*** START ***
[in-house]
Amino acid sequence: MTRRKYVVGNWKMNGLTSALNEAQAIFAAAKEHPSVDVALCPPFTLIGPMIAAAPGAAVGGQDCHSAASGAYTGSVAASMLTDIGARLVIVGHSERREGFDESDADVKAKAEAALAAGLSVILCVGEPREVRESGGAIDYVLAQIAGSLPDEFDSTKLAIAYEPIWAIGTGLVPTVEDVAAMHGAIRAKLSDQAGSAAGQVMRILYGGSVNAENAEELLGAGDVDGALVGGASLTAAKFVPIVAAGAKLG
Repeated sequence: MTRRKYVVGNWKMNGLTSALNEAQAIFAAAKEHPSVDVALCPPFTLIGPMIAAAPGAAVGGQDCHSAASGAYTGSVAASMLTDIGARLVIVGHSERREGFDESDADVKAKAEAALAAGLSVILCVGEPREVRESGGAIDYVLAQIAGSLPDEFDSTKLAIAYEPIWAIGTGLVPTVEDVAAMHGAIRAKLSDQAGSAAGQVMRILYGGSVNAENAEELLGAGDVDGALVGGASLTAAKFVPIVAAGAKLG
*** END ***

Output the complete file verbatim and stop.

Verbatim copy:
[in-house]
Amino acid sequence: MTRRKYVVGNWKMNGLTSALNEAQAIFAAAKEHPSVDVALCPPFTLIGPMIAAAPGAAVGGQDCHSAASGAYTGSVAASMLTDIGARLVIVGHSERREGFDESDADVKAKAEAALAAGLSVILCVGEPREVRESGGAIDYVLAQIAGSLPDEFDSTKLAIAYEPIWAIGTGLVPTVEDVAAMHGAIRAKLSDQAGSAAGQVMRILYGGSVNAENAEELLGAGDVDGALVGGASLTAAKFVPIVAAGAKLG
Repeated sequence: MTRRKYVVGNWKMNGLTSALNEAQAIFAAAKEHPSVDVALCPPFTLIGPMIAAAPGAAVGGQDCHSAASGAYTGSVAASMLTDIGARLVIVGHSERREGFDESDADVKAKAEAALAAGLSVILCVGEPREVRESGGAIDYVLAQIAGSLPDEFDSTKLAIAYEPIWAIGTGLVPTVEDVAAMHGAIRAKLSDQAGSAAGQVMRILYGGSVNAENAEELLGAGDVDGALVGGASLTAAKFVPIVAAGAKLG